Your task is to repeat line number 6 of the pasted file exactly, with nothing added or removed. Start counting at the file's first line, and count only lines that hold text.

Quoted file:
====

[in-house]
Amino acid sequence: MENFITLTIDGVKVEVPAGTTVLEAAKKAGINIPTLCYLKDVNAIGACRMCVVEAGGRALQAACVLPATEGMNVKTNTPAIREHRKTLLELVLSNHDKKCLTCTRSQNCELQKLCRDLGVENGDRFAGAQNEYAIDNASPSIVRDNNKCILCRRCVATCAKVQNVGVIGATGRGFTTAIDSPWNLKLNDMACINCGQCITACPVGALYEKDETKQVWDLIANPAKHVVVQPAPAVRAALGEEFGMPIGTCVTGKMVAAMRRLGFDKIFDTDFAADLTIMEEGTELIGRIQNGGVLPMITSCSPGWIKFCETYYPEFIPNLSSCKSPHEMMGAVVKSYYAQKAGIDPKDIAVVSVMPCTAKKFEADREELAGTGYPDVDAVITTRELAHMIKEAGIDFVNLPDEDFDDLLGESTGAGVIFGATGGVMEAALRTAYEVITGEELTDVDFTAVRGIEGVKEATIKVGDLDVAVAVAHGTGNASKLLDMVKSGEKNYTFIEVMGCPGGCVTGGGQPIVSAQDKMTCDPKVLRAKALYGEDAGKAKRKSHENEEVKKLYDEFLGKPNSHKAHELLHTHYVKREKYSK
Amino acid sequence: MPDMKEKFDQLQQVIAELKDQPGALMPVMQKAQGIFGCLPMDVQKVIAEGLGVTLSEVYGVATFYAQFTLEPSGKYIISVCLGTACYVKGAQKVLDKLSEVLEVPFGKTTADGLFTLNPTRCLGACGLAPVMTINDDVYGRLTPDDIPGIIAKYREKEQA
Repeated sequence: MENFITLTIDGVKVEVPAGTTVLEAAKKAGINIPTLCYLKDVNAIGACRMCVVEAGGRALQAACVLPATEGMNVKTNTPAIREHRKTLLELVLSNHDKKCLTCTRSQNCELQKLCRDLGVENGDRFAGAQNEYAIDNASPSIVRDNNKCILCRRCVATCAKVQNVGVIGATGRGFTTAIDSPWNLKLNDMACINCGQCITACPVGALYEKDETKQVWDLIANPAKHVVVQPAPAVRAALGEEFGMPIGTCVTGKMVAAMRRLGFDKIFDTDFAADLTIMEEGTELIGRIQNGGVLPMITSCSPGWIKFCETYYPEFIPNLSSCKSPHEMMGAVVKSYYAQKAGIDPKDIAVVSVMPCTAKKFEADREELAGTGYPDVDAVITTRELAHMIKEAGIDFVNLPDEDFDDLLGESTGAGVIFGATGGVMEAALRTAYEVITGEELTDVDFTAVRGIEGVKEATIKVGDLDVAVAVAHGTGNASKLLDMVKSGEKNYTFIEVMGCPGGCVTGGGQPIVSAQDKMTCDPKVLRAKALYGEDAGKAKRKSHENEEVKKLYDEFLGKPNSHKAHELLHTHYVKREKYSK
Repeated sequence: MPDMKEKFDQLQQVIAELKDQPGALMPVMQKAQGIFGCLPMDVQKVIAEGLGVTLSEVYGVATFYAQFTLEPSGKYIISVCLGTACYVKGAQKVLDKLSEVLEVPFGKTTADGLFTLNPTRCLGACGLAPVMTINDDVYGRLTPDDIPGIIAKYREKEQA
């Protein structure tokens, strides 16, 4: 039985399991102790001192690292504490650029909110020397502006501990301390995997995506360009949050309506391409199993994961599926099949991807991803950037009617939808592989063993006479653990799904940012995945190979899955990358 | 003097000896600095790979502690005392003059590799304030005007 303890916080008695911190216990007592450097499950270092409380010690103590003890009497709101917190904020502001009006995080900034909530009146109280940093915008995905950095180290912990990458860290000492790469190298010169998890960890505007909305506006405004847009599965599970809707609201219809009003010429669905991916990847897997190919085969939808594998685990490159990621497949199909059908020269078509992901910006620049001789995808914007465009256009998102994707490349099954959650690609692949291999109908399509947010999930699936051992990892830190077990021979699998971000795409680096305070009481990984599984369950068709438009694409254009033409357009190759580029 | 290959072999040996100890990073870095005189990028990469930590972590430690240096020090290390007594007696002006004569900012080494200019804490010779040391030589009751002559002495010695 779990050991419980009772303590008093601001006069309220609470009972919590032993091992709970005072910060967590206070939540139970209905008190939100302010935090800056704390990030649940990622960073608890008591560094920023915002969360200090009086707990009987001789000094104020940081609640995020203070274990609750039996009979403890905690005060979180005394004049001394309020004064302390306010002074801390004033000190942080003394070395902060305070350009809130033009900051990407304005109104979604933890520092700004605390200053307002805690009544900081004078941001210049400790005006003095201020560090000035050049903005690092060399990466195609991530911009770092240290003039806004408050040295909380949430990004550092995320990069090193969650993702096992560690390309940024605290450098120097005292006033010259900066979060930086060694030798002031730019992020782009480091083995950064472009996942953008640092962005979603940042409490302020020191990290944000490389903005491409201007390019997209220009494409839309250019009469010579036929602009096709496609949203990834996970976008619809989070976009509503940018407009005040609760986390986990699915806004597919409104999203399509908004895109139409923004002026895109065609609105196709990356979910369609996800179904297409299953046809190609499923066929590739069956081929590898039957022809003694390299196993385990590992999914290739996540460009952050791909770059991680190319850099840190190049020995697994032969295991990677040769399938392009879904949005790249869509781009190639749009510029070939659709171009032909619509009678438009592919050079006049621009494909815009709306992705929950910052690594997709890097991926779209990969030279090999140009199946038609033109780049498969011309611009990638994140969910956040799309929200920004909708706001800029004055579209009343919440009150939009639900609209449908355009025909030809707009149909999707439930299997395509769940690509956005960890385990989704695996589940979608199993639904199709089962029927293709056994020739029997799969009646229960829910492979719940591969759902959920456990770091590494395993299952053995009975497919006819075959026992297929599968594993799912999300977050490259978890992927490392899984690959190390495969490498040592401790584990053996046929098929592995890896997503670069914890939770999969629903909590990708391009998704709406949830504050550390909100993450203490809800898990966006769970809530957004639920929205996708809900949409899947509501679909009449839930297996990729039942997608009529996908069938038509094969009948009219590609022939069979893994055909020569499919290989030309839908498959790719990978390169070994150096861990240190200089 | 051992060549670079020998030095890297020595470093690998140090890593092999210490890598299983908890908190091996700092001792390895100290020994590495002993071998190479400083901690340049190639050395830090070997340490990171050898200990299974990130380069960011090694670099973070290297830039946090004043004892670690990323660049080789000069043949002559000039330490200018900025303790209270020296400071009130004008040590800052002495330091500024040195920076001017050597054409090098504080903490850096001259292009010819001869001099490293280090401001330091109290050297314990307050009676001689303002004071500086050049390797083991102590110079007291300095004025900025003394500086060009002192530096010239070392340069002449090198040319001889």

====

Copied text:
């Protein structure tokens, strides 16, 4: 039985399991102790001192690292504490650029909110020397502006501990301390995997995506360009949050309506391409199993994961599926099949991807991803950037009617939808592989063993006479653990799904940012995945190979899955990358 | 003097000896600095790979502690005392003059590799304030005007 303890916080008695911190216990007592450097499950270092409380010690103590003890009497709101917190904020502001009006995080900034909530009146109280940093915008995905950095180290912990990458860290000492790469190298010169998890960890505007909305506006405004847009599965599970809707609201219809009003010429669905991916990847897997190919085969939808594998685990490159990621497949199909059908020269078509992901910006620049001789995808914007465009256009998102994707490349099954959650690609692949291999109908399509947010999930699936051992990892830190077990021979699998971000795409680096305070009481990984599984369950068709438009694409254009033409357009190759580029 | 290959072999040996100890990073870095005189990028990469930590972590430690240096020090290390007594007696002006004569900012080494200019804490010779040391030589009751002559002495010695 779990050991419980009772303590008093601001006069309220609470009972919590032993091992709970005072910060967590206070939540139970209905008190939100302010935090800056704390990030649940990622960073608890008591560094920023915002969360200090009086707990009987001789000094104020940081609640995020203070274990609750039996009979403890905690005060979180005394004049001394309020004064302390306010002074801390004033000190942080003394070395902060305070350009809130033009900051990407304005109104979604933890520092700004605390200053307002805690009544900081004078941001210049400790005006003095201020560090000035050049903005690092060399990466195609991530911009770092240290003039806004408050040295909380949430990004550092995320990069090193969650993702096992560690390309940024605290450098120097005292006033010259900066979060930086060694030798002031730019992020782009480091083995950064472009996942953008640092962005979603940042409490302020020191990290944000490389903005491409201007390019997209220009494409839309250019009469010579036929602009096709496609949203990834996970976008619809989070976009509503940018407009005040609760986390986990699915806004597919409104999203399509908004895109139409923004002026895109065609609105196709990356979910369609996800179904297409299953046809190609499923066929590739069956081929590898039957022809003694390299196993385990590992999914290739996540460009952050791909770059991680190319850099840190190049020995697994032969295991990677040769399938392009879904949005790249869509781009190639749009510029070939659709171009032909619509009678438009592919050079006049621009494909815009709306992705929950910052690594997709890097991926779209990969030279090999140009199946038609033109780049498969011309611009990638994140969910956040799309929200920004909708706001800029004055579209009343919440009150939009639900609209449908355009025909030809707009149909999707439930299997395509769940690509956005960890385990989704695996589940979608199993639904199709089962029927293709056994020739029997799969009646229960829910492979719940591969759902959920456990770091590494395993299952053995009975497919006819075959026992297929599968594993799912999300977050490259978890992927490392899984690959190390495969490498040592401790584990053996046929098929592995890896997503670069914890939770999969629903909590990708391009998704709406949830504050550390909100993450203490809800898990966006769970809530957004639920929205996708809900949409899947509501679909009449839930297996990729039942997608009529996908069938038509094969009948009219590609022939069979893994055909020569499919290989030309839908498959790719990978390169070994150096861990240190200089 | 051992060549670079020998030095890297020595470093690998140090890593092999210490890598299983908890908190091996700092001792390895100290020994590495002993071998190479400083901690340049190639050395830090070997340490990171050898200990299974990130380069960011090694670099973070290297830039946090004043004892670690990323660049080789000069043949002559000039330490200018900025303790209270020296400071009130004008040590800052002495330091500024040195920076001017050597054409090098504080903490850096001259292009010819001869001099490293280090401001330091109290050297314990307050009676001689303002004071500086050049390797083991102590110079007291300095004025900025003394500086060009002192530096010239070392340069002449090198040319001889």